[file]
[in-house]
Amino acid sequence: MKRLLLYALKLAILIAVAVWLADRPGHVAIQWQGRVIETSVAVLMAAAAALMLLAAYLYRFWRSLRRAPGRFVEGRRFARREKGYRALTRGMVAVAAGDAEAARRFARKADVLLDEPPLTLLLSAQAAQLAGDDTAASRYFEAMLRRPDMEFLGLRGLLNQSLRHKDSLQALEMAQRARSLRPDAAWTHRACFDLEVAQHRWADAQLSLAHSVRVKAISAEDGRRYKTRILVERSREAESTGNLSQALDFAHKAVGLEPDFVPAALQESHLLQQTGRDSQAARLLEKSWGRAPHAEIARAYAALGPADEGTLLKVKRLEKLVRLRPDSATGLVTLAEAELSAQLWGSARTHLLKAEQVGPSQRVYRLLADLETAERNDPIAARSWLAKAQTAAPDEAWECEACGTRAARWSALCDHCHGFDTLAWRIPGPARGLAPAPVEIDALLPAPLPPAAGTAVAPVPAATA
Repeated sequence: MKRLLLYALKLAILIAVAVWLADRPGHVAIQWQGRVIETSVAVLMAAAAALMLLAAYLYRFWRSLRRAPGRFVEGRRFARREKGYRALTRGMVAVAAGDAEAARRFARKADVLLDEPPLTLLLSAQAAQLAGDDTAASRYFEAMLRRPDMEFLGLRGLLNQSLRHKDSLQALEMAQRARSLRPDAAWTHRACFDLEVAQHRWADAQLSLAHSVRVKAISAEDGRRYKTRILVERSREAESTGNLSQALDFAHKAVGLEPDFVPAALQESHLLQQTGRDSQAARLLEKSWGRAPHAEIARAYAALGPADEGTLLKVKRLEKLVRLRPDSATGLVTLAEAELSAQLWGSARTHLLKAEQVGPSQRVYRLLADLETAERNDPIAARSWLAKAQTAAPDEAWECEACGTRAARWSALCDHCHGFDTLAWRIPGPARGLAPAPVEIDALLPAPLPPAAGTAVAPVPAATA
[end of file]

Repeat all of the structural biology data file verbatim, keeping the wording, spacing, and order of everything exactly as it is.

[in-house]
Amino acid sequence: MKRLLLYALKLAILIAVAVWLADRPGHVAIQWQGRVIETSVAVLMAAAAALMLLAAYLYRFWRSLRRAPGRFVEGRRFARREKGYRALTRGMVAVAAGDAEAARRFARKADVLLDEPPLTLLLSAQAAQLAGDDTAASRYFEAMLRRPDMEFLGLRGLLNQSLRHKDSLQALEMAQRARSLRPDAAWTHRACFDLEVAQHRWADAQLSLAHSVRVKAISAEDGRRYKTRILVERSREAESTGNLSQALDFAHKAVGLEPDFVPAALQESHLLQQTGRDSQAARLLEKSWGRAPHAEIARAYAALGPADEGTLLKVKRLEKLVRLRPDSATGLVTLAEAELSAQLWGSARTHLLKAEQVGPSQRVYRLLADLETAERNDPIAARSWLAKAQTAAPDEAWECEACGTRAARWSALCDHCHGFDTLAWRIPGPARGLAPAPVEIDALLPAPLPPAAGTAVAPVPAATA
Repeated sequence: MKRLLLYALKLAILIAVAVWLADRPGHVAIQWQGRVIETSVAVLMAAAAALMLLAAYLYRFWRSLRRAPGRFVEGRRFARREKGYRALTRGMVAVAAGDAEAARRFARKADVLLDEPPLTLLLSAQAAQLAGDDTAASRYFEAMLRRPDMEFLGLRGLLNQSLRHKDSLQALEMAQRARSLRPDAAWTHRACFDLEVAQHRWADAQLSLAHSVRVKAISAEDGRRYKTRILVERSREAESTGNLSQALDFAHKAVGLEPDFVPAALQESHLLQQTGRDSQAARLLEKSWGRAPHAEIARAYAALGPADEGTLLKVKRLEKLVRLRPDSATGLVTLAEAELSAQLWGSARTHLLKAEQVGPSQRVYRLLADLETAERNDPIAARSWLAKAQTAAPDEAWECEACGTRAARWSALCDHCHGFDTLAWRIPGPARGLAPAPVEIDALLPAPLPPAAGTAVAPVPAATA